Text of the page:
Go HERE for a full list of measures to prevent the spread of salmonella.
Commonly found on raw meat and poultry and in gravies, clostridium perfringens is a bacteria that forms spores. According to the CDC, the infection, “…often occurs when foods are prepared in large quantities and kep warm for a long time before serving.”
Symptoms strike within six to 24 hours of consuming infected food, and they include abdominal cramps and watery diarrhea. Clostridium perfringens is not spread from one person to another, and the illness usually lasts about 24 hours.
Clostridium perfringens was determined to be the cause of an illness that sickened dozens of people at a May 2009 catered event at a political gathering for Republican U.S. Rep. Henry Brown at the Myrtle Beach Area Convention Center. Read the full DHEC report on that incident HERE.
To prevent clostridium perfringens, foods should be cooked and held at safe temperatures: Read more HERE.
The most common way this bacteria can affect humans is by eating infected poultry that is raw or undercooked, or eating foods that have come in contact with these items. For example, if infected raw poultry is packaged so the juices are leaking and someone touches it and doesn’t immediately wash their hands, there is a risk of illness.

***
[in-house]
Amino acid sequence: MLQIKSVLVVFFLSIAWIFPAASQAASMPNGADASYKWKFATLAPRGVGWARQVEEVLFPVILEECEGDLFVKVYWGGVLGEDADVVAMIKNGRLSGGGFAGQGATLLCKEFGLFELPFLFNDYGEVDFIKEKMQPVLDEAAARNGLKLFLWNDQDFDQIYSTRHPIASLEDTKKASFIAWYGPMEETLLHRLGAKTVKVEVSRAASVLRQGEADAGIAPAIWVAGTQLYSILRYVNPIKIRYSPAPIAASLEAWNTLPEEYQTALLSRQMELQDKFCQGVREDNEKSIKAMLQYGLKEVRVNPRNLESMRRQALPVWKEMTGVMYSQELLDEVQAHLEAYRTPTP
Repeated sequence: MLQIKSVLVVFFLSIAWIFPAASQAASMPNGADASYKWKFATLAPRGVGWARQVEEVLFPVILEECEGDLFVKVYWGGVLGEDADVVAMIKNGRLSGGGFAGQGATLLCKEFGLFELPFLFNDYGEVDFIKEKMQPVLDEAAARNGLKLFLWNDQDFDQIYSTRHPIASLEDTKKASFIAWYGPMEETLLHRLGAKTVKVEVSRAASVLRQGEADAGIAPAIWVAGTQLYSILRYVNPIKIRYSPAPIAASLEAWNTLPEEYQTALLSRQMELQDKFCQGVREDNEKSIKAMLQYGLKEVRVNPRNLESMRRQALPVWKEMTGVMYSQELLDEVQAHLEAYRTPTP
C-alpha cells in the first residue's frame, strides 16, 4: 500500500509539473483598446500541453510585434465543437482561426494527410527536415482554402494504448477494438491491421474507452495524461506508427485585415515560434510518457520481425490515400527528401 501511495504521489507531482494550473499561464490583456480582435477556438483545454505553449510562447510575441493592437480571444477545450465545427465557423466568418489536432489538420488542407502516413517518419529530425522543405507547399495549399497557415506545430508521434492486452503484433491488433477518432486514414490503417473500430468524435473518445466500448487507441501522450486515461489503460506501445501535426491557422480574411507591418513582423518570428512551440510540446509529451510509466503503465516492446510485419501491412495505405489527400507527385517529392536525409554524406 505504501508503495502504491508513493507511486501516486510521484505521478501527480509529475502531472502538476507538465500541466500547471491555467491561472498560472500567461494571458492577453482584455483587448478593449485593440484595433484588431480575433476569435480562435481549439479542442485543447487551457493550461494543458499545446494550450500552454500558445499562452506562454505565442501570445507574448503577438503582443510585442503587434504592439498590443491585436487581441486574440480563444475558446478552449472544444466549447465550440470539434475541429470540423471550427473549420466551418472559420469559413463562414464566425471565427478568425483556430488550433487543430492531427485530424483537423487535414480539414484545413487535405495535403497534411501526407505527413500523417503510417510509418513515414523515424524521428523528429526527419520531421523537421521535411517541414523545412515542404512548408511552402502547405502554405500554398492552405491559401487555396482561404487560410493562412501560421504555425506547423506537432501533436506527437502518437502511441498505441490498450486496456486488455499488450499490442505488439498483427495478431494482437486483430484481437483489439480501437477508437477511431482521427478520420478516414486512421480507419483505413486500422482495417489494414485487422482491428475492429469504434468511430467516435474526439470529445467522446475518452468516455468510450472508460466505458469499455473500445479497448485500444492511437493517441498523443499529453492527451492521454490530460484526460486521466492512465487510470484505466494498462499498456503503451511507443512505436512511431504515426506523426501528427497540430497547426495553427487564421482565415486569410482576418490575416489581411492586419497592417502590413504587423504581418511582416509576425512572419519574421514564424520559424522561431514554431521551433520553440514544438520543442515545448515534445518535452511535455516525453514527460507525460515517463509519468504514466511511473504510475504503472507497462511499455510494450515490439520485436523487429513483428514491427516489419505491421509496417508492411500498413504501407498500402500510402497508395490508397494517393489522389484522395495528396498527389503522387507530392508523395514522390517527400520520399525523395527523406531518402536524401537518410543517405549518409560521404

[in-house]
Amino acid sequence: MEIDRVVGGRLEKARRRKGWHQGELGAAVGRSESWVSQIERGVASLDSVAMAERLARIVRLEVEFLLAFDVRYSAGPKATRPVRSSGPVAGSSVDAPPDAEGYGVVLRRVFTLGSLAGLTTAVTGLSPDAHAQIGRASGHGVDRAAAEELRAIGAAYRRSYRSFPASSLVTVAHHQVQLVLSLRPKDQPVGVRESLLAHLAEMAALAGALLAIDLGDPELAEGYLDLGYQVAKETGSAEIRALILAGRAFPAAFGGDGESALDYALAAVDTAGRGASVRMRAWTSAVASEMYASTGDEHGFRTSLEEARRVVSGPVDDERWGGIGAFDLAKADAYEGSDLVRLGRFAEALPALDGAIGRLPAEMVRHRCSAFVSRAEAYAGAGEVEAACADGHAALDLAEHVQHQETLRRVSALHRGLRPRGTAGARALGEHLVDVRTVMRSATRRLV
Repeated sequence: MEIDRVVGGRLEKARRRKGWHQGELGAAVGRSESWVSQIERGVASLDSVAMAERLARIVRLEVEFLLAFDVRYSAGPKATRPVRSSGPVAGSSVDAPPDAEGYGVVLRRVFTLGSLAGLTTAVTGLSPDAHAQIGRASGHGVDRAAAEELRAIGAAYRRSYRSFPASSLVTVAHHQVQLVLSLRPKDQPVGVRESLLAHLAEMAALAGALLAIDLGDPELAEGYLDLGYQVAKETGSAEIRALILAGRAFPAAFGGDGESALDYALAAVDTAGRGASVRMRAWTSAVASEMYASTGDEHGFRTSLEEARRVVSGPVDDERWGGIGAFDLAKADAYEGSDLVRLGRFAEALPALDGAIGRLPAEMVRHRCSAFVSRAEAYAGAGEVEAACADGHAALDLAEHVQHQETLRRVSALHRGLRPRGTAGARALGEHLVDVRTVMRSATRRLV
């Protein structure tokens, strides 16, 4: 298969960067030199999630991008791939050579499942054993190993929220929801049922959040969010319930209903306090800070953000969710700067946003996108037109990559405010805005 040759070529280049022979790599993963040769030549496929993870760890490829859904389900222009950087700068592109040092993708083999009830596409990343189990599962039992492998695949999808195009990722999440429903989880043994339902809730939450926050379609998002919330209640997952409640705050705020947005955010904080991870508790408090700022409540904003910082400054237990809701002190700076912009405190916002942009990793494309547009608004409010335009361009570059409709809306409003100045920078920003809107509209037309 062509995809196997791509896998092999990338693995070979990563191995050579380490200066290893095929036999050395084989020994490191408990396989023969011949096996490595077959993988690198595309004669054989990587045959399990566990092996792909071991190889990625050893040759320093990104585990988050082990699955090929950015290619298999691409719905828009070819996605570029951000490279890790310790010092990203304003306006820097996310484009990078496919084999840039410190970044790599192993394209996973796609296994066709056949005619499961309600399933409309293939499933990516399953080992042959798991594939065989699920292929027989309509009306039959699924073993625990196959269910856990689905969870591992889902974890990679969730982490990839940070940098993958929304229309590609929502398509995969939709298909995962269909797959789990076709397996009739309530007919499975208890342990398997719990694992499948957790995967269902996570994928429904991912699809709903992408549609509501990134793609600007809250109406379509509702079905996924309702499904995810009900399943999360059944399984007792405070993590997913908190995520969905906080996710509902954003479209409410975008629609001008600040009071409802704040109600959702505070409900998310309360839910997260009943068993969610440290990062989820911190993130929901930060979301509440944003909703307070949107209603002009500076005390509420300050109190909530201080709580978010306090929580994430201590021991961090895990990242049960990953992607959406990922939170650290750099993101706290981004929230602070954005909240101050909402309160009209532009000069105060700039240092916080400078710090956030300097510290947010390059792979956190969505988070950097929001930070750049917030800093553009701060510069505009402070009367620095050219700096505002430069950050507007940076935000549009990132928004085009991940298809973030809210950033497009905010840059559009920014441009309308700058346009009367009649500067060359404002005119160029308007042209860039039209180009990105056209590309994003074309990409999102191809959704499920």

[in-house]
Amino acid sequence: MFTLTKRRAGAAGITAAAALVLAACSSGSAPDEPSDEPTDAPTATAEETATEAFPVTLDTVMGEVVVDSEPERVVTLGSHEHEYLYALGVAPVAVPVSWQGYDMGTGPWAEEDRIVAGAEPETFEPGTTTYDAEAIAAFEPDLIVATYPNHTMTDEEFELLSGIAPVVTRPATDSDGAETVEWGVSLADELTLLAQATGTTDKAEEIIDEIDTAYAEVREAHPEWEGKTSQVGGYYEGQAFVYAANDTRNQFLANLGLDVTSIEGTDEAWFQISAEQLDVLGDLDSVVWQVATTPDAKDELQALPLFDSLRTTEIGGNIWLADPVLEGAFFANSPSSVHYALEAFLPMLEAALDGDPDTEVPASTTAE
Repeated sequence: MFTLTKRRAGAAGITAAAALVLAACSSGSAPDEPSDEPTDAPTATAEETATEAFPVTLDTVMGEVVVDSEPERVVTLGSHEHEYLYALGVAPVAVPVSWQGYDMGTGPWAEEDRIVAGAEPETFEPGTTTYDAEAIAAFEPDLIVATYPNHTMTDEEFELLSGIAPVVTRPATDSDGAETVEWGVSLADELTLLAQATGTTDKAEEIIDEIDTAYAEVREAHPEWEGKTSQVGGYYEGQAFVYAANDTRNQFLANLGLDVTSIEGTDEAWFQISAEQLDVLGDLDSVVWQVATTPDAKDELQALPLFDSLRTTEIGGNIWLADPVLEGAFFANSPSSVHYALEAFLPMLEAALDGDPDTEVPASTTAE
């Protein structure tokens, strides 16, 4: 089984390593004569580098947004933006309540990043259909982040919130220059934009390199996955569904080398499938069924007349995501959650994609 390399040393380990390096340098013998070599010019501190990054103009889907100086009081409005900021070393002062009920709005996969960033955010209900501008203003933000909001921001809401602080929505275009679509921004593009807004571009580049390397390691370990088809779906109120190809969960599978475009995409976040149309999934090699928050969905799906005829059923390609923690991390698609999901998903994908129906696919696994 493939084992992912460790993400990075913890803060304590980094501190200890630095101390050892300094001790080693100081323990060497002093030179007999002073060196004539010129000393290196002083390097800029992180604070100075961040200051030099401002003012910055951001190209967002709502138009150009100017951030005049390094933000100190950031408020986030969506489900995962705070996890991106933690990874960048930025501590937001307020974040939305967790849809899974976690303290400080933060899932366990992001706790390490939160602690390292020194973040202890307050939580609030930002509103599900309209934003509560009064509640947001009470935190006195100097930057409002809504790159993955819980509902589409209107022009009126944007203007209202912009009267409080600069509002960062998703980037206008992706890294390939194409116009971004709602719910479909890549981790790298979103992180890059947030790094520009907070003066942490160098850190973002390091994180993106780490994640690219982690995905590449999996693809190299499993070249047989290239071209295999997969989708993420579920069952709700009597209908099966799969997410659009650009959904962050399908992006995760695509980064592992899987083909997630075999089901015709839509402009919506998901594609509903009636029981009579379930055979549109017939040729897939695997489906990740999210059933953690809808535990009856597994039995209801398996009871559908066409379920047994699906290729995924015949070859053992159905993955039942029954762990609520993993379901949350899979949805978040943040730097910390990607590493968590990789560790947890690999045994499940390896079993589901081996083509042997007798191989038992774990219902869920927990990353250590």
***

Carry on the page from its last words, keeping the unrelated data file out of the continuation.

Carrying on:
The CDC says, “In 2005, campylobacter was present on 47% of raw chicken breasts tested through the FDA-NARMS Retail Food program.”
People become ill with abdominal pain, cramps, diarrhea (possibly bloody) and fever within two to five days after being infected with campylobacter, and the sickness usually lasts a week. Many cases go undiagnosed, but campylobacter can be life-threatening if it spreads to the bloodstream. It is treated with extra fluids, or with antibiotics if the illness is severe.
Learn more about campylobacter HERE.
If you have ever become ill an hour after eating suspect food, you may have come in contact with staphylococcus aureus, a common bacterium that a quarter of all people and animals have on their skins and in their noses. However, when food workers carry it or milk, cheese or salty foods like ham come in contact with staphylococcus aureus, it can make people ill.
“Staphylococcal toxins are fast acting,” according to the CDC, “sometimes causing illness in as little as 30 minutes…after eating contaminated food.” Symptoms include nausea, vomiting, cramps and diarrhea, but normally they’re “mild” and clear up in one to three days.
People sick from staphylococcus aureus are not contagious. Prevention comes from food preparers being free of infections and wounds, washing hands before and after handling or preparing food, keeping food prep areas sanitized and observing proper food heating and cooling methods.
Learn more about staphylococcus aureus HERE.